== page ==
Parents should make sure their messages are getting through. You may think you talked about sex, but your child may be confused about storks and boys. Parents should also share in the discussions equally.

In a 2010 study published in the journal “Reproductive Health,” researchers found that mothers were more likely to talk to their daughters about sex rather than their sons, while dads were more likely to focus on dating and relationships with their daughters than with their sons.

“Parents should communicate their own values to their kids,” Kantor said, including thoughts and beliefs, as well as opinions on sex. Telling your child you want her to value her body can have an effect. For parents who want their children to delay having sex, more information typically makes them wait longer, Kantor says.

The bottom line, according to Kantor, is that parents can have a greater effect on their child’s sexual identity and education if they become proactive instead of reactive. “It’s a lifelong conversation.”

Tips and warnings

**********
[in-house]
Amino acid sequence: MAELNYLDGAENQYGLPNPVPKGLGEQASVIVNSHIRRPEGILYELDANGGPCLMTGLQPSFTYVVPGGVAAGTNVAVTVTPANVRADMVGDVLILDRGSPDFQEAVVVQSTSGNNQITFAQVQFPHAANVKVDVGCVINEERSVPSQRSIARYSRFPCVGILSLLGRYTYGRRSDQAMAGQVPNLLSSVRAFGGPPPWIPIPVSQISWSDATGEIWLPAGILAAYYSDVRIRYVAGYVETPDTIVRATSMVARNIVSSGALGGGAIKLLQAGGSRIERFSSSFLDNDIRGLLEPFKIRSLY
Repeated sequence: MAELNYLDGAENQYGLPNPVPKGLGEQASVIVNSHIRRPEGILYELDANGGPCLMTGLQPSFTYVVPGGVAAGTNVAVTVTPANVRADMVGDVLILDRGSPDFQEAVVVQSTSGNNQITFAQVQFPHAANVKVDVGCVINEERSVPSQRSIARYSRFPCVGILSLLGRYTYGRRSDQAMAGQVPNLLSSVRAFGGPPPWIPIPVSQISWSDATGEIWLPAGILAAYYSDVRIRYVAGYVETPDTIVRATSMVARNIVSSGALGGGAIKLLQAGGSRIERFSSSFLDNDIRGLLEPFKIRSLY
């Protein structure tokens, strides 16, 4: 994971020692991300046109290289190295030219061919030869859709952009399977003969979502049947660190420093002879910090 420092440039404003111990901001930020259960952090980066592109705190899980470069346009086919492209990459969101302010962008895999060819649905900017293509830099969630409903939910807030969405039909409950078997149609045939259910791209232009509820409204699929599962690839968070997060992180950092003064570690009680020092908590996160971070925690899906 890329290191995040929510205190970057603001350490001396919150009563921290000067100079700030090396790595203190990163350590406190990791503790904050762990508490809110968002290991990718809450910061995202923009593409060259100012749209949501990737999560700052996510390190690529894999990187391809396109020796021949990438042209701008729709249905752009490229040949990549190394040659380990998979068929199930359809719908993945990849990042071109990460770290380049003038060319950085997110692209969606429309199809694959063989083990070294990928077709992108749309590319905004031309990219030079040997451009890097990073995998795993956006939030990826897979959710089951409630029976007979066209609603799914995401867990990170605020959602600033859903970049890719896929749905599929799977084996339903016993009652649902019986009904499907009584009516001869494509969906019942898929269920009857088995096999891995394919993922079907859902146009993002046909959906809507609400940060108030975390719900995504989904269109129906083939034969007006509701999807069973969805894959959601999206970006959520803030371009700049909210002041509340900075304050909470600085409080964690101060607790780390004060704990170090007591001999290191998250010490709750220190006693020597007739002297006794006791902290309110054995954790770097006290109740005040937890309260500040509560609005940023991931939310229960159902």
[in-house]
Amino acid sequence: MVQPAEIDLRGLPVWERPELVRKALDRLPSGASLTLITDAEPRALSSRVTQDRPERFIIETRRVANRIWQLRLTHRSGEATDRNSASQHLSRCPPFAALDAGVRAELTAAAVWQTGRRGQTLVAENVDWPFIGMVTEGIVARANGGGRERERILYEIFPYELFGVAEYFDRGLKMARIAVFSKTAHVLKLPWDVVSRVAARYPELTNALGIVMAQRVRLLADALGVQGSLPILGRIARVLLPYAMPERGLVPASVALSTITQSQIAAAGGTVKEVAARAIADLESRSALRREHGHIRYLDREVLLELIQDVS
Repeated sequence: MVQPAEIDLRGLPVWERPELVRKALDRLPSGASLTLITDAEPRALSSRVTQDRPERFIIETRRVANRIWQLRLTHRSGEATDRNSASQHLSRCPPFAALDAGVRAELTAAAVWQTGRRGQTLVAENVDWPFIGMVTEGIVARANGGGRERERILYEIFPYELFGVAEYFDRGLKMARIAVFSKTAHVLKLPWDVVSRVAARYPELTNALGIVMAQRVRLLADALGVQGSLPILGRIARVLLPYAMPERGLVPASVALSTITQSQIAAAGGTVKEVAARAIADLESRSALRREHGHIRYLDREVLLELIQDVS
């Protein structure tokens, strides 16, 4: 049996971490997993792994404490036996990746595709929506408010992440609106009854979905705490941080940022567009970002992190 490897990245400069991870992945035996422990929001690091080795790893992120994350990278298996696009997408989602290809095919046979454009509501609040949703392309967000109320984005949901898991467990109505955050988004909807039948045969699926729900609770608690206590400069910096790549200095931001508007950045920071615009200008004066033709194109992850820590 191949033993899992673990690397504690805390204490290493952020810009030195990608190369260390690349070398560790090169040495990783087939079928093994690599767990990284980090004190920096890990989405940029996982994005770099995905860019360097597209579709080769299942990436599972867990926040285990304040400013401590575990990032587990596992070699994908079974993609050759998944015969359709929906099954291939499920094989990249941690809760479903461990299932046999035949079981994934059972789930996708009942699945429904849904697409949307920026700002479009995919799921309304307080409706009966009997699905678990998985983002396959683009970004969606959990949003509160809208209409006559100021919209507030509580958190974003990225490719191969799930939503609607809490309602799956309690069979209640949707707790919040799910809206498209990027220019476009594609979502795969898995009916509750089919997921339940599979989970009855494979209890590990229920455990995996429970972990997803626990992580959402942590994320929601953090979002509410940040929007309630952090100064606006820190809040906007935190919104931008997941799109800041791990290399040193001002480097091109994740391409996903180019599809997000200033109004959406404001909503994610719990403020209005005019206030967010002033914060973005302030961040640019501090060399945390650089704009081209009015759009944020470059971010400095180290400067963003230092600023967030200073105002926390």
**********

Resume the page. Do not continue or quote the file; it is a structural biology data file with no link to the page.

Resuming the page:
• Create Teaching Moments: Don't expect your child to bring up the topic of sex every time. Be proactive and look for ways to bring the topic up. Don't just focus on the negative consequences and judgement; instead, address sexual health as a whole and the importance of healthy relationships and self-esteem. Be Accurate: Use correct terms when referring to body parts, and make sure you know what you are talking about when you discuss safe sex and reproduction. Respond Appropriately: You don't have to go into detail with a 4-year-old but you should respond to his curiosity and get his opinion. Ask where he heard that phrase and who taught him that word. Take Your Time: It's fine to take a few minutes to respond as long as you acknowledge the question, promise to follow up and then follow through. You may need materials such as a book or a handout. Express Your Values: You are not just a sex dictionary. You do have opinions about what is and is not appropriate behaviour. Express your expectations, and stress the importance of valuing your body. Your openness may have more impact than you think and may open the door for further discussion.